Every summer, as the entries pour in for our annual travel photo contest, we paw through our mailbox, curious to see what you think is worth a shot. We can always count on a lot of critters. And this being a travel photo contest, we're not talking cute kittens (although we get those, too). One year safari pictures were hot. Another time it was carcasses -- pigs' heads, splayed cow corpses. (What were you thinking?) Your latest obsession? Giraffes. For some reason, the long-lashed ruminants really made your shutter fingers twitch this year. See the best of the beasts on Page 5.

But you'll notice there are no critters in the winners' circle. This year, the judges -- Post Assistant Managing Editor for Photography Joe Elbert and the Travel section staff -- were drawn to people, be they harried, silhouetted, wide-eyed or burqua'd (two shots from Kabul!). Okay, there's one exception, as novel as it is beautiful: a shot of Seattle's Pioneer Square taken with a handmade pinhole camera and using a five-minute exposure. That one won the Photo Geek category as well as Fourth Place.

But you don't have to be an expert to capture our attention. You just have to see the world around you in an original way, and send us the evidence. Here and on Pages 4, 7 and 8, we present the winners of our fifth annual photo contest.

1st place

"There should be a category called 'Found Pictures,' " the judges said when they saw Stephens's shot of two museum-goers backlit by a faux sun at London's Tate Modern. Shooting into the ball of light created a monochromatic image, and the layering of the young girls in the foreground and others in the background adds depth.2nd place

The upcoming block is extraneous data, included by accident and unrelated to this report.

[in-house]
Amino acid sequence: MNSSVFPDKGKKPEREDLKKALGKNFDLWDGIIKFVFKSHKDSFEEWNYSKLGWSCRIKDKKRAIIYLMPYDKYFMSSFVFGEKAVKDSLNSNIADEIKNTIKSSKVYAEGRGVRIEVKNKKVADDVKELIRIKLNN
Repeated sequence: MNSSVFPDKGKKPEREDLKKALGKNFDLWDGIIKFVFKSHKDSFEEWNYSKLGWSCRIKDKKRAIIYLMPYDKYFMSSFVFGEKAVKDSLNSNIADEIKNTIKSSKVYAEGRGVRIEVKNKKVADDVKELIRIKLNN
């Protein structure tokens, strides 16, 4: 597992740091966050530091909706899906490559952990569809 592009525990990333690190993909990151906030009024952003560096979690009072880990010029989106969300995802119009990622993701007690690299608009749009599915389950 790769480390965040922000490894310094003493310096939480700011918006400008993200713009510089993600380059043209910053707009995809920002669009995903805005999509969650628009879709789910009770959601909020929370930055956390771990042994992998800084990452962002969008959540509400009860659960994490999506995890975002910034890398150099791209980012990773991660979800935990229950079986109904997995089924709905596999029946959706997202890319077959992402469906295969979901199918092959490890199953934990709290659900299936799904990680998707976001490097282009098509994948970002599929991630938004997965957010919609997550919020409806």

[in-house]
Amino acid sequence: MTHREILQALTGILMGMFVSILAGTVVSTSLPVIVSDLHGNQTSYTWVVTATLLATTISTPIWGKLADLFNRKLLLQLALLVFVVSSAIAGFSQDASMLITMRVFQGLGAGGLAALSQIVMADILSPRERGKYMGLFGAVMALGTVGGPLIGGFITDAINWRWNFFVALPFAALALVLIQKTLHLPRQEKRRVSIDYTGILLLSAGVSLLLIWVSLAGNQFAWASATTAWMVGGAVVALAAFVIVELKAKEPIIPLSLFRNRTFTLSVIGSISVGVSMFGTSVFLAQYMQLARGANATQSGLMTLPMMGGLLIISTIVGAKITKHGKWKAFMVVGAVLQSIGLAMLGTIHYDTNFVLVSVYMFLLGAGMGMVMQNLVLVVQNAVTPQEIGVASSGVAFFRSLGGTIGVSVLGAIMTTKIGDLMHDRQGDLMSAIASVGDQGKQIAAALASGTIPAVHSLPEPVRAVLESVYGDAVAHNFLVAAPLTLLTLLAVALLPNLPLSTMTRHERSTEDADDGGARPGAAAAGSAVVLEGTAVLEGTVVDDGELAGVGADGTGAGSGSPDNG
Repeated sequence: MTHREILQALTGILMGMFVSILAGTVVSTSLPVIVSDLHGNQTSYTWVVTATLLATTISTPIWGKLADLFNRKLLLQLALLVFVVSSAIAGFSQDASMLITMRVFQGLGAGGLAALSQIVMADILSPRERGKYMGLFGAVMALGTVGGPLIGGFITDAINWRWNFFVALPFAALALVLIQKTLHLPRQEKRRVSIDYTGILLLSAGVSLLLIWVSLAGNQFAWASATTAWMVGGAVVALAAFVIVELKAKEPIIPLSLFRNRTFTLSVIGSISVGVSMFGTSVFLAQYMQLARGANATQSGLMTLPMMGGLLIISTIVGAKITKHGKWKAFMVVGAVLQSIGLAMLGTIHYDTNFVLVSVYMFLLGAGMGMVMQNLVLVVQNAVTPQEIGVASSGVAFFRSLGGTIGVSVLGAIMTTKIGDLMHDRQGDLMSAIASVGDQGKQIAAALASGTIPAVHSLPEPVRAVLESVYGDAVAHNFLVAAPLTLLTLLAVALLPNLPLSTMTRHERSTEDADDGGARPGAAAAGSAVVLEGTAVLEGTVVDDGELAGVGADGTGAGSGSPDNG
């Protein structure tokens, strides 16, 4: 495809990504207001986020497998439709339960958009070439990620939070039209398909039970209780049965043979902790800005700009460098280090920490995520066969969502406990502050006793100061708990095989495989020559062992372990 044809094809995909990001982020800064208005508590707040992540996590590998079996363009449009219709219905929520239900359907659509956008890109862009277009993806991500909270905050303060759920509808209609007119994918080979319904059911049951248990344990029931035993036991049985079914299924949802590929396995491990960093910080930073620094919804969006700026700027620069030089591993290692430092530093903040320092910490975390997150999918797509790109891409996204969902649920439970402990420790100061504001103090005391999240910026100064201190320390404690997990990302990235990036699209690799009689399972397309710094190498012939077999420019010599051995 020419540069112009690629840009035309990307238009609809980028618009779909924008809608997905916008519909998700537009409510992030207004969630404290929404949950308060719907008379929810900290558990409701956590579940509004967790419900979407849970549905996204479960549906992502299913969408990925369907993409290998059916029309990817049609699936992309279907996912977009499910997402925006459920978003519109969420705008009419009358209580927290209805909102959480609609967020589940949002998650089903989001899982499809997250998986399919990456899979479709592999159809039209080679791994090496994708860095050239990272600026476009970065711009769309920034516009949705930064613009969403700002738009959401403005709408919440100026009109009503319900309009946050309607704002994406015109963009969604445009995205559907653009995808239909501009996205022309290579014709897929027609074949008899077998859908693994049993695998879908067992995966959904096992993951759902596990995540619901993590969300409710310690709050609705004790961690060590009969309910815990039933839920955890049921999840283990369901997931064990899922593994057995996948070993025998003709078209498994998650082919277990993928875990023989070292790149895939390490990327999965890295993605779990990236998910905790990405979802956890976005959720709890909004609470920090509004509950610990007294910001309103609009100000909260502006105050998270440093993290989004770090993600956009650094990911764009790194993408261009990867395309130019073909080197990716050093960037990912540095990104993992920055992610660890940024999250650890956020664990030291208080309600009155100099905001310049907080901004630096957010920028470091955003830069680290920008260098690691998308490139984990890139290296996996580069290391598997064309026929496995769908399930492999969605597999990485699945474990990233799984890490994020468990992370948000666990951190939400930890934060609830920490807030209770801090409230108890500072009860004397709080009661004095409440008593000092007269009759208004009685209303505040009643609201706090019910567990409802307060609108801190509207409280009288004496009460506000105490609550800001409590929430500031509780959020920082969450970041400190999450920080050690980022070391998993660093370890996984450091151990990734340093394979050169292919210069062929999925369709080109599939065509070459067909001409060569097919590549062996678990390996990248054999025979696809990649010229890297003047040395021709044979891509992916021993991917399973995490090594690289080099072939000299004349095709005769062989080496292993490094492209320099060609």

The colors and textures make this photo of a Kabul, Afghanistan, boy a standout. Lindsey says the sight brought "life and promise to our otherwise dreary drive along the cobblestone streets." 3rd place

Hours of waiting at Chicago's O'Hare airport have clearly taken a toll on Ruth Carolan, photographed with 2-year-old Hattie. "This is a special little picture that's loaded with emotion," said the judges.4th place

The judges loved this intriguing perspective of Seattle's Pioneer Square and were impressed by the method with which it was accomplished: Foss built his own pinhole camera and used a five-minute exposure. The impressionistic scene has a period feeling; the camera contributed by softening the edges. 5th place

"Interesting pictures often generate questions," the judges said of this picture of an Afghan woman begging on the streets of Kabul. Fleming was part of a delegation in the country for a conference on women's issues; she got this compelling shot when the van she was in stopped on the street.